I met someone today and my initial impression was that she is a goddamn Superhero.
Looking at her, you’d say she is very ordinary. She is of average age to have a kid or two, and wears clothes that would allow her to blend in anywhere from a snazzy cafe lunch with coworkers, to the dish soap aisle at Target. She plays happily and freely with her kid, but checks her phone enough for me to know we could be friends.
Admittedly, I’ve seen her a number of times before and never did much more than offer a smile. But for whatever reason today is different, and I finally take the time to say, “Hi.”
Our conversation starts normally, with particulars exchanged in moments squeezed between acknowledging, encouraging, and parenting our kids as they ping-pong around the room. Ages of children are offered, current employment statuses discussed, and of course comments about the weather are made because this is what adults talk about (right?).
And then a bomb is dropped: Her kid is sick. Like, really sick.
An instant weight falls upon my shoulders as I hear her talk openly about almost losing a child. A tightness in my heart, squeezing, squeezing, as she discusses an unknown future. I stumble with my words, an apology, a well wish, a heavy silence while my brain spins with horrible Hallmark-worthy phrases to offer up.
And all the while, she remains standing. Shoulders back, head up, strong as hell, she talks about what might come, and she is still standing.
Driving home from our brief encounter, I find myself wondering how she can be so strong. How can she wake up every day, look down at the tiny broken body of her child, and wonder if today is the day something changes? How can she stomach the rage, stop the questions, or breathe through the panic? How can she live her life normally when something so abnormal and horrible stands in the way?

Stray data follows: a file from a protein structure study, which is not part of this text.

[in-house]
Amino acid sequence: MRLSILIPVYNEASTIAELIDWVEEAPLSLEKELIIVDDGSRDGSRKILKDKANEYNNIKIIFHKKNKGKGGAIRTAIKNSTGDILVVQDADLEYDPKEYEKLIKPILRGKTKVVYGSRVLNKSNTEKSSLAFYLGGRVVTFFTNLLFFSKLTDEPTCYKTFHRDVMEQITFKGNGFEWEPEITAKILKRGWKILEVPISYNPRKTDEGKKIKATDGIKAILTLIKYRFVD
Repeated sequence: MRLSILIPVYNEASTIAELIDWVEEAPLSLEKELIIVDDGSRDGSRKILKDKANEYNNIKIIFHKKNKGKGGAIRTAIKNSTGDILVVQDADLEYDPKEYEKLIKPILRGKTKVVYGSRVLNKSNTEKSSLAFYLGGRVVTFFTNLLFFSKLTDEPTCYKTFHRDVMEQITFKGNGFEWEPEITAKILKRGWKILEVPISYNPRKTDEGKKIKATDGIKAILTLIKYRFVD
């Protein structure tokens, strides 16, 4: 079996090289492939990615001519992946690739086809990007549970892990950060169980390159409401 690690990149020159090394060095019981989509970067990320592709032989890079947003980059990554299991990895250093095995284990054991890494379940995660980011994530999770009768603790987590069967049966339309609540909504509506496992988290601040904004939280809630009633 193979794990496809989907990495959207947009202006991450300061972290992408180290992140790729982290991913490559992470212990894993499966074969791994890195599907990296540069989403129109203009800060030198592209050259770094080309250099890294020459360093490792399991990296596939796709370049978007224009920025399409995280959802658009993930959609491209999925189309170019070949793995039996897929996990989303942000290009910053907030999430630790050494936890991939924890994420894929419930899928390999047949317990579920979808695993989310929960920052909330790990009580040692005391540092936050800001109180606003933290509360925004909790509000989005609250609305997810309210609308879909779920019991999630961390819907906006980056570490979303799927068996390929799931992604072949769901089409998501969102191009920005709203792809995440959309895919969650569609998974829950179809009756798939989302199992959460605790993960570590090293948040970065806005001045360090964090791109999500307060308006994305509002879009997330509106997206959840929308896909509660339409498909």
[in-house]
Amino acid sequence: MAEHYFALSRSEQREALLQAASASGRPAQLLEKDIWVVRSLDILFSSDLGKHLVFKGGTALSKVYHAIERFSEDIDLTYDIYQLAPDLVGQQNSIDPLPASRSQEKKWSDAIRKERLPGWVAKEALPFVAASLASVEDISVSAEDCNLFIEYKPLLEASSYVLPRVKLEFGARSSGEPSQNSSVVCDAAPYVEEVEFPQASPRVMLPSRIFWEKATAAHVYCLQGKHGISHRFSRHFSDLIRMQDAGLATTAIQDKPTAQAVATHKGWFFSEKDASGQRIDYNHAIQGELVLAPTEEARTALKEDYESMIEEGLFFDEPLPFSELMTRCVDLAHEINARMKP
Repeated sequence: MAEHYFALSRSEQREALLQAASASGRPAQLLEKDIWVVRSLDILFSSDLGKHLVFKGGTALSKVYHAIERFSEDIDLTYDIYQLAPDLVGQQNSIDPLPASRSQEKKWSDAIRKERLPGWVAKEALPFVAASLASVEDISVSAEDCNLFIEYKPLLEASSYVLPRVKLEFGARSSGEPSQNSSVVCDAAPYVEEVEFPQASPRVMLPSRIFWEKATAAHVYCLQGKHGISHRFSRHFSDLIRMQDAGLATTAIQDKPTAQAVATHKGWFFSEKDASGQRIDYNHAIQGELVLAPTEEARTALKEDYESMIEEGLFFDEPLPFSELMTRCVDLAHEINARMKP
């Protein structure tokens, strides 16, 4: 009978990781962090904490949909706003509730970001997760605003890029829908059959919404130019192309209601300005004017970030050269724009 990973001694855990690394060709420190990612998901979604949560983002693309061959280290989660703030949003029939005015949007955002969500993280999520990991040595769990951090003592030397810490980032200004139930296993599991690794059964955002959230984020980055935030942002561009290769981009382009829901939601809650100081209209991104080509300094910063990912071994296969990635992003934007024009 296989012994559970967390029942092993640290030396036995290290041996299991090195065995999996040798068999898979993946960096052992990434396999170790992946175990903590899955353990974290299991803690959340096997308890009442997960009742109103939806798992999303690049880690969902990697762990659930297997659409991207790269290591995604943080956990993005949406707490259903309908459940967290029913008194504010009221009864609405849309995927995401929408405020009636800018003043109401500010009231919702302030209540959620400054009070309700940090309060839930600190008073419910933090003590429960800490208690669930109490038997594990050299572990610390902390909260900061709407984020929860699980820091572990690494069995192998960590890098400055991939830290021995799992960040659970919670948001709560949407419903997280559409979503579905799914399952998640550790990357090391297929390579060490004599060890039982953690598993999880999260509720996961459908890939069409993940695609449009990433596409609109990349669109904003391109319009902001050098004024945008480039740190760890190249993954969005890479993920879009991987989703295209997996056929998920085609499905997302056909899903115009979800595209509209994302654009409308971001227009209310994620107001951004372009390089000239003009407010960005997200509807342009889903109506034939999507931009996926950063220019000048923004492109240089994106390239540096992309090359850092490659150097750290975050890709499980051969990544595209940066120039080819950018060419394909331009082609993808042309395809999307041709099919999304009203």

My initial answer is that she must be a Superhero, as certainly no human is capable of soldiering on with the heavy burden of knowing at any moment, for reasons entirely out of your control, your kid could die.
But then reality sets in, and a string of painful of memories parade across my eyes. Miscarriages, cancers, suicides, sexual abuse, substance abuse, and more – all of these tragedies suffered by people within my immediate circle of friends.
Yet through all of this death, loss, and pain, through all of this suffering and struggling, perhaps the most important memory of all is the one where I remember that like her, these people remain standing.
Just like the woman I met, these people are living their lives as normally as possible not because they have superhuman powers, but because they they don’t. They have no other choice but to get up each day, put one foot in front of the other, and get through it. So they do. And yet, by surviving by doing exactly what you and I do every day without remark, they appear remarkable. Extraordinary. Superhuman, even.
By taking a second and recognizing their humanity, their normalcy, I find myself overcome with emotion. The strength, grace and perseverance they show every single day as they carry around their bleeding hearts and half-healed scars is not only inspiring, but a reminder of a very important lesson for even the most normal of everyday people: We are strong.
I am strong. You are strong. We are so capable, but more often than not we forget that until we are blindsided by tragedy, staggering through the darkness of depression and loss. This woman, this lovely, incredibly normal human woman, jolted me awake with what I wrongly attributed to be Superhero strength, but now recognize as something we all carry around in our core. We are strong. Let this be a reminder for anyone who one day wakes up and finds they need it, that incredible super human strength is in you too.
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That was a beautifully written piece. Thank you. I, too, so many people who have lived through unimaginable things and Are. Still. Standing.